C&S speaks out at meeting

Published 7:14 am Wednesday, August 8, 2007

By By Adam Prestridge
Boos from the crowd spoke volumes Monday night – C&S Chemicals is not welcomed in Escambia County.
More than 100 concerned Freemanville and Atmore residents expressed their disapproval of the Atlanta-based chemical company locating a plant on Woods Road during a public forum Monday evening at Escambia County Middle School.
"We are here tonight because we adamantly urge and request that C&S Chemicals stop their current plans for the Woods Road site and work with local officials and economic leaders to find an alternate location that would satisfactorily allow our citizens and their company to work in harmony," Mack Salter said to open the meeting.
Working with the county's economic leaders is exactly what C&S Chemicals president Rob Chandler said his company did prior to purchasing the property.
"One of the things we are hearing tonight is that we are being asked to work with elected officials to find an appropriate site," he said. "That's exactly what we did. The site was actually shown to us by the economic development people. That's how we found it. We were looking for five acres of land with a railroad siding and they showed us the property. We tried to meet with some of the people from the City of Atmore and got no response. We're down the path of developing the property and getting the necessary permits and we feel like we did what we were supposed to do up front."
Escambia County Industrial Development Authority executive director Marshall Rogers and Coastal Gateway Economic Development Authority director Wiley Blankenship both stated via telephone Tuesday morning that they did show Mike Chandler, Rob Chandler's brother and business partner, several pieces of 'industrial zoned' land in Escambia, Monroe and Conecuh counties. Also, they both added that they did not show the land purchased on Woods Road.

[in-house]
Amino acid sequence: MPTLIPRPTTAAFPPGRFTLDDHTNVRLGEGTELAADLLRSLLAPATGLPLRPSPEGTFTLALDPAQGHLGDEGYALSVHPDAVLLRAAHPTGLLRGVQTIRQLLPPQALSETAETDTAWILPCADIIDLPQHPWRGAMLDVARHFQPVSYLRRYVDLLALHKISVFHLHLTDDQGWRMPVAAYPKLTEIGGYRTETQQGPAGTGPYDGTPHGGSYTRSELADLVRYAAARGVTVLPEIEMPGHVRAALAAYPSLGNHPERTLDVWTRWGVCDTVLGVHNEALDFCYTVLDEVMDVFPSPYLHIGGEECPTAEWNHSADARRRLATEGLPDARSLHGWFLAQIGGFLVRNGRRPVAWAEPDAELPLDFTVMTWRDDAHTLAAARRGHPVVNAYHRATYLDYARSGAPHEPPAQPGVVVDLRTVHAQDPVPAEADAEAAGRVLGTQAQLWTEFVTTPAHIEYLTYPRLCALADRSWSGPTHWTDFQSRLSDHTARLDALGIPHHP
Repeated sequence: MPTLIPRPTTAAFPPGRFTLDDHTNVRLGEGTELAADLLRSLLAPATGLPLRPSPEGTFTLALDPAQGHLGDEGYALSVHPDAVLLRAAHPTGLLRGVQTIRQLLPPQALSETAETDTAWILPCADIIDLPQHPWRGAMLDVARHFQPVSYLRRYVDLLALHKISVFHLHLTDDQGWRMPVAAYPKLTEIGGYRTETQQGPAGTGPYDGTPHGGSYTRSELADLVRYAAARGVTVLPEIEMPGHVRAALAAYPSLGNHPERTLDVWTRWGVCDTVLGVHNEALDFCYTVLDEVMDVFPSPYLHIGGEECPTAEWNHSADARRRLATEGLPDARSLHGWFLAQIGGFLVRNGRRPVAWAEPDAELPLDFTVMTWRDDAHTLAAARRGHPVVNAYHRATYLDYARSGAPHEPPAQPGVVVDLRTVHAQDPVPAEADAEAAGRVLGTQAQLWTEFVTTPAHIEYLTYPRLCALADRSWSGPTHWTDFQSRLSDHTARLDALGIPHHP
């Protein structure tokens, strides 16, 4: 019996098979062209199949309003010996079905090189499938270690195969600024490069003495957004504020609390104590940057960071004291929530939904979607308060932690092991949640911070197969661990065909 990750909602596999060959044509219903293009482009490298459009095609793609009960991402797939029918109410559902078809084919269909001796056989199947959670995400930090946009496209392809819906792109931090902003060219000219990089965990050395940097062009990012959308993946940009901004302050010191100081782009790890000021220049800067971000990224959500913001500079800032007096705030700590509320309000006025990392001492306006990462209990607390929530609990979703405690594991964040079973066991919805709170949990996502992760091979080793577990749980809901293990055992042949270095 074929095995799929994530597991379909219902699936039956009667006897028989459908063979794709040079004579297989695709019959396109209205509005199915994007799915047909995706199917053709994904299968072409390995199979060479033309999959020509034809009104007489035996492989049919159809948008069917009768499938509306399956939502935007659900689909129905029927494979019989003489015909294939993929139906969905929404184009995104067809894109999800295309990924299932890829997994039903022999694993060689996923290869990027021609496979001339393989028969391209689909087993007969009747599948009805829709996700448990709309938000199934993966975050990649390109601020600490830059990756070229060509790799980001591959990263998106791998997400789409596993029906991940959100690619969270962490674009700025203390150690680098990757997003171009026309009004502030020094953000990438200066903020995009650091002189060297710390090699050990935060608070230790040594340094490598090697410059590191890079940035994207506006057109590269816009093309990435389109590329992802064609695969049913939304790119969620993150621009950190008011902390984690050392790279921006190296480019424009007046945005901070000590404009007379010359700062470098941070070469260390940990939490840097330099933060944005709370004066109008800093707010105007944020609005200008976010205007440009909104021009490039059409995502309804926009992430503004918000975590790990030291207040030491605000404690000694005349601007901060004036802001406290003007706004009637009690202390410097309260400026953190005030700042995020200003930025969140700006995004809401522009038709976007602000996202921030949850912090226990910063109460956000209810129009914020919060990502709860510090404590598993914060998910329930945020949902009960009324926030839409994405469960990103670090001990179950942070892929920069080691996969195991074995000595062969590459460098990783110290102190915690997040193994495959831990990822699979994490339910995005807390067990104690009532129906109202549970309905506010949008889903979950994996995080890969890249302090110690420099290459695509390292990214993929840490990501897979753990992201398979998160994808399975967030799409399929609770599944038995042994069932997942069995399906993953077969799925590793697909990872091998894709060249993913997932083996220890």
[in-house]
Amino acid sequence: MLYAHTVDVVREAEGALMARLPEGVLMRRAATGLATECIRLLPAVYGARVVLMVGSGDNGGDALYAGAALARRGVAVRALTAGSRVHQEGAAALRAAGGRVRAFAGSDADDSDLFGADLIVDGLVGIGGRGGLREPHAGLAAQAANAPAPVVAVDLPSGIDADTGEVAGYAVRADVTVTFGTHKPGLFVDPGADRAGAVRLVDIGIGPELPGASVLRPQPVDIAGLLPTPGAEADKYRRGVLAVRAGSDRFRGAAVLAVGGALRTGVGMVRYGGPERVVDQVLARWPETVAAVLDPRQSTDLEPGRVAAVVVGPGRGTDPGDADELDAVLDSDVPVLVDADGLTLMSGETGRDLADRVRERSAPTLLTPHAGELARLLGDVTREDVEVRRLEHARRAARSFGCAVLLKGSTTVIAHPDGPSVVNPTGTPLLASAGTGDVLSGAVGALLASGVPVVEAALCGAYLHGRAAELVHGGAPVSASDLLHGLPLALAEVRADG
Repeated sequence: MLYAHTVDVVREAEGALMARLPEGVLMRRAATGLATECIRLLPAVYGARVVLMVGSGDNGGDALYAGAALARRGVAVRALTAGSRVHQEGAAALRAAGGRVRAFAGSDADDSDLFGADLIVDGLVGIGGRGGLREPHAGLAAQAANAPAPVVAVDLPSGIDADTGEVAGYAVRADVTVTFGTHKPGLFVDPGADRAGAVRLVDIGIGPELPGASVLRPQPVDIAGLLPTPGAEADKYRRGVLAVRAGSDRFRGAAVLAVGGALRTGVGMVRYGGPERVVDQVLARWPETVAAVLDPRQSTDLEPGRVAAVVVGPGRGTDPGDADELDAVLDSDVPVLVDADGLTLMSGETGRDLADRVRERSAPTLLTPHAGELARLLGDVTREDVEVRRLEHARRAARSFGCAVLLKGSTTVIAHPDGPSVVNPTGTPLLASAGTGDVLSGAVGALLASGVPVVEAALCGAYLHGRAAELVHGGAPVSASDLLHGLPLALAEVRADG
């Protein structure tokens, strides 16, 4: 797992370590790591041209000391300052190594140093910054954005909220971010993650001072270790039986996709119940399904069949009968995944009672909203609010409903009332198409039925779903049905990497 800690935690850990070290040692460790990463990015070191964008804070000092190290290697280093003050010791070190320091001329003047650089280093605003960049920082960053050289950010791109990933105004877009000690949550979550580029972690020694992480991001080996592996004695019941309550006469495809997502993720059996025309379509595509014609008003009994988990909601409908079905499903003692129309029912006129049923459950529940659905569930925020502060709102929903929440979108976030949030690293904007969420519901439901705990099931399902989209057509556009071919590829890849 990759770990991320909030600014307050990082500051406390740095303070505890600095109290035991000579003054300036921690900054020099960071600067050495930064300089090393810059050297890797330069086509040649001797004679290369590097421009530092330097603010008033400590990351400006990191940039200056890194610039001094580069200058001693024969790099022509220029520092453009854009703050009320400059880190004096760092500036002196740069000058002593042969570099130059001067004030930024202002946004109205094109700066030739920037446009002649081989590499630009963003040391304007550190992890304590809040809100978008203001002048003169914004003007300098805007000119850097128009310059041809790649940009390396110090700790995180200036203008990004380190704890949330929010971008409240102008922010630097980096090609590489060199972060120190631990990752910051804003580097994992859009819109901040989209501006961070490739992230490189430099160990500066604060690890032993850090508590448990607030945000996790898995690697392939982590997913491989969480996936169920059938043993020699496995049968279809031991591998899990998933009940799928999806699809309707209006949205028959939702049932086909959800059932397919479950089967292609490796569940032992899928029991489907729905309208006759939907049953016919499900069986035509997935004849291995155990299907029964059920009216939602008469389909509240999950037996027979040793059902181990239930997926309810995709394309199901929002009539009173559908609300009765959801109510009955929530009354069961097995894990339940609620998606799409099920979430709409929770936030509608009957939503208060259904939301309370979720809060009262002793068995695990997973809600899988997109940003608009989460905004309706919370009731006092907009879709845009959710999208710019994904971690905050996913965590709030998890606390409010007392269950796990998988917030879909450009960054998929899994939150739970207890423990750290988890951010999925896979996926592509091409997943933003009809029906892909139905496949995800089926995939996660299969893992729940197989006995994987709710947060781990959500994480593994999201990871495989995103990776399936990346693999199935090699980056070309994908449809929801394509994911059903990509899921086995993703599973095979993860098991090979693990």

One of the pieces of property the Chandlers passed up was in Atmore Industrial Park. A panel of concerned citizens armed with questions for the business owners asked why they passed up the industrial property along with numerous other questions of concern.
"The reason we picked this area is because we have customers in both Mobile and Montgomery, so it's centrally located to our customers," Rob Chandler said. "Another reason we picked this site was primarily due to the railroad access. It's on the Alabama/Gulf Railroad, which is key for us for transportation issues."
Answering another concern of the residents, the business owners said that there would be three large deliveries each day, five days a week.
"The operation is not loud, it does not run 24 hours," Rob Chandler said. "It's a single shift operation, five days a week."
Francis Dunn, who sat on the questioning panel, asked what the company's procedures for chemical spills and the possible dangers one may pose on nearby residents if a spill were to occur.
"The chemicals that we will have at the facility are all liquid chemicals," Rob Chandler explained. "We do not have any compressed gases, nothing that is flammable, explosive, or poisonous. All of our chemicals are stable and will be housed in tanks of appropriate construction whether it is steel, fiberglass or polyethylene. The chemical that we house that has the biggest health or safety risk is sulfuric acid. Sulfuric acid, if you do get it on your skin, you will get a burn. Due to the nature of that chemical, it is kept in a tank in secondary containment, which consists of a 4-foot concrete wall all the way around the tank with a polyethylene liner. The secondary containment holds 110 percent of the volume of the tank, so should the tank have a problem, the secondary containment will house all of the contents of the tank. Short of coming in contact with this material there is no vapor or anything that can leave the site. The site will also be secure with fences."